Friday, 28 November 2014

It's MARVELous

 The huge book comes with a handy cardboard carry case.








 Right there are several pages that show inked cover art.
 Steranko fold-out.


 One of the metallic ink chapter openers.




Eight pages like this at the back of the book with biographies.
 The loose insert Marvel Timeline.

Another giant (and weighty) leap for comics history as Taschen delivers the goods on Marvel. The huge books follows the same format as the story of DC Comics Taschen published in 2010 though with a couple of differences: the five fold-out Timelines in the DC book are now presented as a loose insert printed both sides and folding out to fifty-five inches wide; there is no index, which I find sort of amazing in a title like this.

The editorial covers eight decades of Marvel and author Roy Thomas would seem the obvious choice to write about the company, he was an editor there from 1965 to 1980. The four chapters, each opening like the DC book with a spread wide bit of art printed on thick paper with reflective metallic ink, look at the origins of Martin Goodman and his Timely Comics of which Marvel was a subsidiary group of titles. Timely morphed into Atlas comics in 1951 which eventually, in the early sixties, became the Marvel line that carries on today and the book is right up to date, too, with the cover of Black Widow issue six from July this year.

A nice feature of the editorial are references to comic and media items through the decades and how they related to Marvel and their comic characters. I think the real strength of the book is the art, pages and pages of covers, spreads, individual frames and several examples of cover art (blown up big) as inked but before the color was added. A two-page foldout of Steranko's spread from Strange tales 167 is also included.

The book's production is, as the DC title, first-class. Beautifully printed and bound with all the images getting deep comprehensive captions, eight pages at the back have biogs of several dozen writers and artists who were the real masters of Marvel. Taschen have thoughtfully provided a blue silk bookmark.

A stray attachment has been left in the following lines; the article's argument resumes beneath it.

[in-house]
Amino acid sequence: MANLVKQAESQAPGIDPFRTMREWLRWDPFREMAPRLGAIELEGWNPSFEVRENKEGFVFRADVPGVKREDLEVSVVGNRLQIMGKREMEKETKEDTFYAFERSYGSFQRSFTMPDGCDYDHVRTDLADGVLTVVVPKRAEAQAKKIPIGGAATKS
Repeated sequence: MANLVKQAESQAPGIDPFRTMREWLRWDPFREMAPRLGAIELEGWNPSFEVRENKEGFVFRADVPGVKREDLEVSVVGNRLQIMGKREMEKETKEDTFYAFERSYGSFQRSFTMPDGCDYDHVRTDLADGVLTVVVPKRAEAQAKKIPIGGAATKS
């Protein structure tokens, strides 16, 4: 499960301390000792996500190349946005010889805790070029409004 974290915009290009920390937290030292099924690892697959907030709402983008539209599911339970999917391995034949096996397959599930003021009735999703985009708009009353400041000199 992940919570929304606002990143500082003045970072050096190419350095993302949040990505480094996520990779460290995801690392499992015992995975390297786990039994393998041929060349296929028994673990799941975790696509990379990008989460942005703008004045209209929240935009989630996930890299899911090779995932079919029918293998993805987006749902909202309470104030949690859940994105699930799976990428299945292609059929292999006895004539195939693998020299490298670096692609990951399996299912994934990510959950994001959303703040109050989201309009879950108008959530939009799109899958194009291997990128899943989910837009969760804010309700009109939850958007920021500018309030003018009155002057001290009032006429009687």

Overall a feast for the eyes but what will the next book be about? I'm putting my money on EC comics getting the Taschen treatment, in three or four years time.

Friday, 21 November 2014

Bright metal mastery

Two excellent books about Georg Jensen: Jewelry was published by Yale in 2005 (ISBN 0300107064Georg Jensen Silver and design was published in 2004 to celebrate the a hundred years of the company.  I found it a first class history of the company, well illustrated and designed.  The publisher was the Danish Gads Forlag (ISBN 8712041300) copies can be found on the net and the Jensen shops sell copies.

















A very handsomely produced coffee-table book about the mastery of the Georg Jensen silversmithy. It is though basically a visual celebration and not a history in words. The large size allows selected works from seven designers to be shown with huge enlargements. They are: Jensen; Johan Rohde; Harald Nielsen; Sigvard Bernadotte; Henning Koppel; Vivianna Torun Bulow-Hube; Vernon Panton and a few others in pages near the back of the book in a chapter called Collaboration.


I've been buying Jensen silver for years (as my parents did before me) and I love Koppel's work, the work shown in his chapter was particularly interesting to me though I thought it was a pity some of his watches aren't shown or the stunning wave bowl.

A really nice feature is the use of drawings from the Jensen archive showing various jewelery and silver ware and a photo of the real thing. Other color photos, in close-up, bring out the Jensen craftsmanship. It's worth saying that most of the photos in the book are not hard pin-sharp studio ones but what might be called artistic shots, always tastefully done and I think this makes them come alive and show of character of the work.

Despite the excellence of the photography, paper and printing the book has a couple of editorial flaws. The headings and text (fortunately not too much of this) are printed in silver which makes it hard to read in the wrong light, captions are on whole page photos, usually in white but these pages frequently face pages with a photo and generous margins which would easily take the captions.

The book is really a snap-shot to show you how wonderful Jensen silver looks. A comprehensive overview of jewelry can be found in Georg Jensen Jewelry (Published in Association with the Bard Graduate Centre for Studies in the Decorative Arts, Design and Culture) and the only worthwhile history is Georg Jensen: Silver and Design . This was published in 2004 to celebrate a hundred years of the company, beautifully designed with excellent color photos, hard to find on the net but I think all the Jensen shops still sell copies. Avoid the really dreadful looking 1997 Schiffer book (and the reprint).
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Thursday, 20 November 2014

Take it black







Color expert Katrin Trautwin has written an intriguing book (actually two sections in a slipcase) about black and color, it's primarily aimed at architects and interior designers. She writes about the different blacks and in particular Ivory Black made from charred animal bones. Because this is expensive the commercial mixing industry uses carbon black for paints, printing inks, plastics et cetera but this can't offer a really solid velvety black.